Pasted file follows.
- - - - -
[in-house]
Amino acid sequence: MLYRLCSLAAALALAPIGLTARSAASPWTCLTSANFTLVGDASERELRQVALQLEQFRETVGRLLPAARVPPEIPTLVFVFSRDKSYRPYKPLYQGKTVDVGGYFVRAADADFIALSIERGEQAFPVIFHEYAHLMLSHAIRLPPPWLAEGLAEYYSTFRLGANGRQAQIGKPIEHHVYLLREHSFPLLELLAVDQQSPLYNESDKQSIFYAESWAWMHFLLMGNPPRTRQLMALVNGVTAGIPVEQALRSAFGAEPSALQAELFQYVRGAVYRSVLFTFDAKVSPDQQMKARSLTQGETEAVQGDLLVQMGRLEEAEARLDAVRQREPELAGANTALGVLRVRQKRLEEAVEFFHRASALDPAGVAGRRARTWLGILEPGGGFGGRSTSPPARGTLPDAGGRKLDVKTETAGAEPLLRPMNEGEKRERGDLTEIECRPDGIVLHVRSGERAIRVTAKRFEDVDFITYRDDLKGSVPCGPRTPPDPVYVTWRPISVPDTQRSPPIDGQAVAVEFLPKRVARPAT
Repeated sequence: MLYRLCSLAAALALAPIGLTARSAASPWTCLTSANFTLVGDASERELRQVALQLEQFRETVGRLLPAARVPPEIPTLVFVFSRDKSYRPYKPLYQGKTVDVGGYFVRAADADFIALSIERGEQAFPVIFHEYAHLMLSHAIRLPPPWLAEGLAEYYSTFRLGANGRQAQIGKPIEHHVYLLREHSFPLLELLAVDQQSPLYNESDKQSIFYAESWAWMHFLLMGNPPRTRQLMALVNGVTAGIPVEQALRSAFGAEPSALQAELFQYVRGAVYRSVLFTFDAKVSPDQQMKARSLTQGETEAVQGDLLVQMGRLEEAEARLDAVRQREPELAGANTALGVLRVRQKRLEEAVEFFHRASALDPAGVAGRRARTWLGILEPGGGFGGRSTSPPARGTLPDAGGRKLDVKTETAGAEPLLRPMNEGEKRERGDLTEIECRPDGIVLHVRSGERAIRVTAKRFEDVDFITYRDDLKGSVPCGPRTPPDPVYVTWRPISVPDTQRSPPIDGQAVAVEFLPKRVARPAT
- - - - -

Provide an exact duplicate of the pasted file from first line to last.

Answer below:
[in-house]
Amino acid sequence: MLYRLCSLAAALALAPIGLTARSAASPWTCLTSANFTLVGDASERELRQVALQLEQFRETVGRLLPAARVPPEIPTLVFVFSRDKSYRPYKPLYQGKTVDVGGYFVRAADADFIALSIERGEQAFPVIFHEYAHLMLSHAIRLPPPWLAEGLAEYYSTFRLGANGRQAQIGKPIEHHVYLLREHSFPLLELLAVDQQSPLYNESDKQSIFYAESWAWMHFLLMGNPPRTRQLMALVNGVTAGIPVEQALRSAFGAEPSALQAELFQYVRGAVYRSVLFTFDAKVSPDQQMKARSLTQGETEAVQGDLLVQMGRLEEAEARLDAVRQREPELAGANTALGVLRVRQKRLEEAVEFFHRASALDPAGVAGRRARTWLGILEPGGGFGGRSTSPPARGTLPDAGGRKLDVKTETAGAEPLLRPMNEGEKRERGDLTEIECRPDGIVLHVRSGERAIRVTAKRFEDVDFITYRDDLKGSVPCGPRTPPDPVYVTWRPISVPDTQRSPPIDGQAVAVEFLPKRVARPAT
Repeated sequence: MLYRLCSLAAALALAPIGLTARSAASPWTCLTSANFTLVGDASERELRQVALQLEQFRETVGRLLPAARVPPEIPTLVFVFSRDKSYRPYKPLYQGKTVDVGGYFVRAADADFIALSIERGEQAFPVIFHEYAHLMLSHAIRLPPPWLAEGLAEYYSTFRLGANGRQAQIGKPIEHHVYLLREHSFPLLELLAVDQQSPLYNESDKQSIFYAESWAWMHFLLMGNPPRTRQLMALVNGVTAGIPVEQALRSAFGAEPSALQAELFQYVRGAVYRSVLFTFDAKVSPDQQMKARSLTQGETEAVQGDLLVQMGRLEEAEARLDAVRQREPELAGANTALGVLRVRQKRLEEAVEFFHRASALDPAGVAGRRARTWLGILEPGGGFGGRSTSPPARGTLPDAGGRKLDVKTETAGAEPLLRPMNEGEKRERGDLTEIECRPDGIVLHVRSGERAIRVTAKRFEDVDFITYRDDLKGSVPCGPRTPPDPVYVTWRPISVPDTQRSPPIDGQAVAVEFLPKRVARPAT